Meta-analyzing diversity

If you’ve just arrived from Tangled Bank, welcome. And be aware that there’s a follow-up post.

A couple of meta-analyses on the menu today.

ResearchBlogging.org Devra Jarvis and Bioversity International colleagues, together with numerous co-authors from national programmes around the world, have a paper in PNAS summarizing the results of a 10-year effort to establish the scientific bases of on-farm conservation of agrobiodiversity.

Varietal diversity data on 27 crops grown on 64,000 ha by 2,041 households in 26 communities in 8 countries on 5 continents were pulled together in a stunning feat of synthesis. Are any generalizations possible from such a massive dataset? Well, perhaps surprisingly, yes. Let me pick out the highlights:

  1. Households growing traditional varieties generally grow more than one (1.38-4.25).
  2. Households within a community tend to grow somewhat different sets of traditional varieties.
  3. Larger fields generally have more traditional varieties, but smaller fields tend to be more different in varietal composition.

There’s much more to this rich analysis than that, but the take-home message can be pretty easily stated: crop genetic diversity can still be found on-farm because even neighbouring families choose to grow different traditional varieties, and generally more than one. Especially families tending smaller fields, who will presumably be poorer and living in more marginal conditions. The conoscenti will recognize a familiar meta-narrative, but it is good to have solid data from a wide range of crops and from all over the world.

The next paper I want to talk about looked at genetic diversity in wild clonal species as it relates to their breeding system.

Summarizing 72 genetic diversity studies, including of a couple of crop relatives, the authors found that populations of self-incompatible clonal species tended to have fewer genotypes, more unequally distributed (i.e., with a few dominant clones), than populations of self-compatible clonal species. It would be interesting to see if this relationship is also present in vegetatively propagated crops. I don’t think the previous dataset would help with that, however. Only two clonal crops were included in the on-farm analysis, cassava and taro. Interestingly, they had the highest average levels of community-level varietal richness (33) compared to seed-propagated species.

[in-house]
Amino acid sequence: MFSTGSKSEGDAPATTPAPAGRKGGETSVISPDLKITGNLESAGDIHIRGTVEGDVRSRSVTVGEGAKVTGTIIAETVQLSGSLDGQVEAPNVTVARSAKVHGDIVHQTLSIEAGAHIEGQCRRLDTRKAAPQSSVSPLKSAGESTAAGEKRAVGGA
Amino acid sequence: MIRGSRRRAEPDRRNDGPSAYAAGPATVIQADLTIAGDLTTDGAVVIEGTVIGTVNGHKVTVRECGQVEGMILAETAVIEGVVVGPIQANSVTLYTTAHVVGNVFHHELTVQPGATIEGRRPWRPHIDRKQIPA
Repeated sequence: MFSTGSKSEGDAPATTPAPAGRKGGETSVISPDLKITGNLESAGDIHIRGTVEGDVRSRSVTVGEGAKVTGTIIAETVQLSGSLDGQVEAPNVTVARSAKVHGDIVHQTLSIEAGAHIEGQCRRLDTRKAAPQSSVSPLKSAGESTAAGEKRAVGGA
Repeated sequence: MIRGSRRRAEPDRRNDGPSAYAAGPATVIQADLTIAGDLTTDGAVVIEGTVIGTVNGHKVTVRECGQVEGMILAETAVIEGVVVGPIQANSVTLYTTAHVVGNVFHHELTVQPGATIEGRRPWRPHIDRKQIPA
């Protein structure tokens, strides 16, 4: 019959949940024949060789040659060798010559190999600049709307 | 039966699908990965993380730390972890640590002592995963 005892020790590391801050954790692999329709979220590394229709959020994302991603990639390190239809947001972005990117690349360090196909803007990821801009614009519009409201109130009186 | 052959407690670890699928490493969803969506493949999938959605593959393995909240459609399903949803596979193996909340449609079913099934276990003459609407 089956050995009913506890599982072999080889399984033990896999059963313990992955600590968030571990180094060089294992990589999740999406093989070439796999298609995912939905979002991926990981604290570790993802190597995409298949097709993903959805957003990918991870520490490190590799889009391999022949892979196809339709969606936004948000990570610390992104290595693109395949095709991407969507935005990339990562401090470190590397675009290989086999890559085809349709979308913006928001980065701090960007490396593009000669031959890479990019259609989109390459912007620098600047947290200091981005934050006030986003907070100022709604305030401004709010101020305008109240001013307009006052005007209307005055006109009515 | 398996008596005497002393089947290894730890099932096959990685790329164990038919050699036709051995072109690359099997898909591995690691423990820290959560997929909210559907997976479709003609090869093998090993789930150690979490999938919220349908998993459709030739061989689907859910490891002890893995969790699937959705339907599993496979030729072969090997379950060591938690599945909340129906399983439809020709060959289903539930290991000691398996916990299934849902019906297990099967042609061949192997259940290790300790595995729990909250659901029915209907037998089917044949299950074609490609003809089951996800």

Classifying conservation actions

An article in PLoS Biology recently suggested that IUCN should change the classification system it uses for protected areas (PAs). Currently reflecting management intent (e.g. “National Park: managed mainly for ecosystem protection and recreation”), the idea would be for the new categories to rather “be based on the quality and quantity of the contribution of each PA to conservation of biodiversity (and associated sociocultural values).” So: actual result, rather than intent; and “what ” and “how much” rather than “how.” Seems like a pretty good idea. And it also seems like the concept could be applied not just to protected areas, but to conservation actions in general. That would spell the doom of the tired old in situ/ex situ dichotomy. Not a minute too soon, as far as I’m concerned.

African protected areas surveyed

The EU-funded “Assessment of African Protected Areas” is out:

The purpose of the work is to provide to decision makers a regularly updated tool to assess the state of Africa PAs and to prioritize them according to biodiversity values and threats so as to support decision making and fund allocation processes.

It is great stuff: detailed, standardized descriptions of the importance of — and threats faced by — each protected area in Africa. I wonder if something similar will ever be done for agricultural biodiversity. An interesting first step might be to mash these results with those of the recent survey of crop wild relatives in protected areas. Unfortunately, the agrobiodiversity and protected areas communities hardly ever speak to each other.

Weekly helping of potatoes

The Economist seems to have a thing about potatoes this week. There’s a story about how Peru is trying to cash in on its spud heritage. (Note to editor: the olluco is not a type of potato.) There’s a book review, of John Reader’s Propitious Esculent. And there’s even an editorial explaining how the humble tuber is at the root — as it were — of globalization. The International Year of the Potato cannot be over too quickly.